Who is the best player 23 years of age or under in NZ rugby?
  • Jordie Barrett: 33 per cent
  • Will Jordan: 22 per cent
  • Luke Jacobson: 14 per cent
  • Sevu Reece: 14 per cent
  • Six others: 17 per cent
Who is the best first five in NZ rugby?
  • Beauden Barrett: 58 per cent
  • Richie Mo’unga: 32 per cent
  • Aaron Cruden: 9 per cent
  • One other: 1 per cent
Who is the best winger in NZ rugby?
  • George Bridge: 46 per cent
  • Sevu Reece: 21 per cent
  • Rieko Ioane: 13 per cent
  • Ben Lam: 11 per cent
  • Four others: 9 per cent
Who is the best midfielder in NZ rugby?
  • Anton Lienert-Brown: 66 per cent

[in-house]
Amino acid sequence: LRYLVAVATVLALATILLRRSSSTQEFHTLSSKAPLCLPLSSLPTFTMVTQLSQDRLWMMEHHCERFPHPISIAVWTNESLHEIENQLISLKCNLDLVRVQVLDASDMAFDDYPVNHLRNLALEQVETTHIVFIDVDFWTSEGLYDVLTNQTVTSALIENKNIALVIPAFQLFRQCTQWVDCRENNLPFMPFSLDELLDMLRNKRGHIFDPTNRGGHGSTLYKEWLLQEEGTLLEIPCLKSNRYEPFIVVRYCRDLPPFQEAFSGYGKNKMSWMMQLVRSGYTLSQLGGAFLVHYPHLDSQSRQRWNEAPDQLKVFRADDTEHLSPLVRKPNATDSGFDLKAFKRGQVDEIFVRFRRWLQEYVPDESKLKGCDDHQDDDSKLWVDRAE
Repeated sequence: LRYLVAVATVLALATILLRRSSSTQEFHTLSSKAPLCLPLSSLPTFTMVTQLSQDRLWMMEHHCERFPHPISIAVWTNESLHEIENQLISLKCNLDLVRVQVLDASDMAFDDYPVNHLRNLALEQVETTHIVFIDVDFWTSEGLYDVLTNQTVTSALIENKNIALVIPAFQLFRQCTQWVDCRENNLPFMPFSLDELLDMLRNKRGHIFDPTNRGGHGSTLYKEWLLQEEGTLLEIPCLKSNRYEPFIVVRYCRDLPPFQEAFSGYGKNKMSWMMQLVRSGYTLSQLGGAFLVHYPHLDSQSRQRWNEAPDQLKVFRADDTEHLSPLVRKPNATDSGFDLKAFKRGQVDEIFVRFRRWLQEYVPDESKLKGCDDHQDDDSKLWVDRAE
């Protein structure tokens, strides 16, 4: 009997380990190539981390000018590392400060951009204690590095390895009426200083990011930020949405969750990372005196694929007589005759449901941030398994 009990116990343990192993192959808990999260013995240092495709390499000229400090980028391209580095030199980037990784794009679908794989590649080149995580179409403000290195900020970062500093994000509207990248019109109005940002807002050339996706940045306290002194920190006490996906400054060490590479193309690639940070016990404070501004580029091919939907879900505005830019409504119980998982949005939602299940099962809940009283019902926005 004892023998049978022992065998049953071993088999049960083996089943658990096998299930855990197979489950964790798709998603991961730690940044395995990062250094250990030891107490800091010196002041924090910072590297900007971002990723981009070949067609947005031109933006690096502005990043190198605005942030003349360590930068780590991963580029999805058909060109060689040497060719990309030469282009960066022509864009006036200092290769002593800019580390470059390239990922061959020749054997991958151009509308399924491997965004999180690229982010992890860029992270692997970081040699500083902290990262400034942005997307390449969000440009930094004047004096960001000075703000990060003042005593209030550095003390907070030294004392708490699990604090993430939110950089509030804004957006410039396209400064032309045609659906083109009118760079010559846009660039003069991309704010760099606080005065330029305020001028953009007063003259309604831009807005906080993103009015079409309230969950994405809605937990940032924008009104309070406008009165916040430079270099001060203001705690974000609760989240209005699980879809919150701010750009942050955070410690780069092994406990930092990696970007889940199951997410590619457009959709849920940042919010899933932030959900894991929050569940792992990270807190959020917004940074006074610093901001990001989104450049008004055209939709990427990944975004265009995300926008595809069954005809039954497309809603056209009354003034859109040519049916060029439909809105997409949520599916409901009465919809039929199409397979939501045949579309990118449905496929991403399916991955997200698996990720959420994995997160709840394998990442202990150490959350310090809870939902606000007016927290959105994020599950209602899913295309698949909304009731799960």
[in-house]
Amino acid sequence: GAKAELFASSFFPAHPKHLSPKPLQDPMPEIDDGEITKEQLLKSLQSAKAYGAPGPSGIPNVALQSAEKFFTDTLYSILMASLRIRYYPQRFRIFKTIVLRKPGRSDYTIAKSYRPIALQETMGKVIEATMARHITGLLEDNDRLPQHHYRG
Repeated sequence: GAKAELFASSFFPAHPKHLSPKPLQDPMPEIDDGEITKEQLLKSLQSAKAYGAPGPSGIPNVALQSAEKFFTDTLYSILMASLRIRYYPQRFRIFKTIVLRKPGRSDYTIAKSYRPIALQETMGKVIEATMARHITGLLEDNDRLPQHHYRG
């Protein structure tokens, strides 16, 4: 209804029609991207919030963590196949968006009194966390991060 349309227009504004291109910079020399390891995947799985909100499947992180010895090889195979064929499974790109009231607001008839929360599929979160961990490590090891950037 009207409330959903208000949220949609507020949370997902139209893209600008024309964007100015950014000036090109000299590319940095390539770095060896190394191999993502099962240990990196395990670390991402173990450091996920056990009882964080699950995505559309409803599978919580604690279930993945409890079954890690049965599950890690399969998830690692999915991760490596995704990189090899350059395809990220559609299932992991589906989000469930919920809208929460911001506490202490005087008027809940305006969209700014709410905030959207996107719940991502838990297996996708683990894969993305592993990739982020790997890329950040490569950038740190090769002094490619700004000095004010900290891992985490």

• Jack Goodhue: 21 per cent
  • Ngani Laumape: 11 per cent
  • Two others: 3 per cent
Who is the best fullback in NZ rugby?
  • Damian McKenzie: 47 per cent
  • Jordie Barrett: 25 per cent
  • David Havili: 18 per cent
  • Beauden Barrett: 10 per cent
Who will be the next breakout star who could make the All Blacks?
  • Cullen Grace: 17 per cent
  • Hoskins Sotutu: 14 per cent
  • Mark Telea: 12 per cent
  • 27 others: 53 per cent

Country Radio producer Sam Casey (Lashes is his on-air character), who conducted the poll, said he asked more than 100 players, including at least 15 from each of New Zealand’s five Super Rugby clubs, to reply anonymously to a raft of questions.

In conclusion, is it a positive position for the All Blacks management to be in? Of course not although, it is still an untried one. Results dictate opinions so, after the North v South trial match, and if safely possible, a Bledisloe Cup series, the answers to ‘popularity’ questions will likely change.


“Main photo credit”
Embed from Getty Images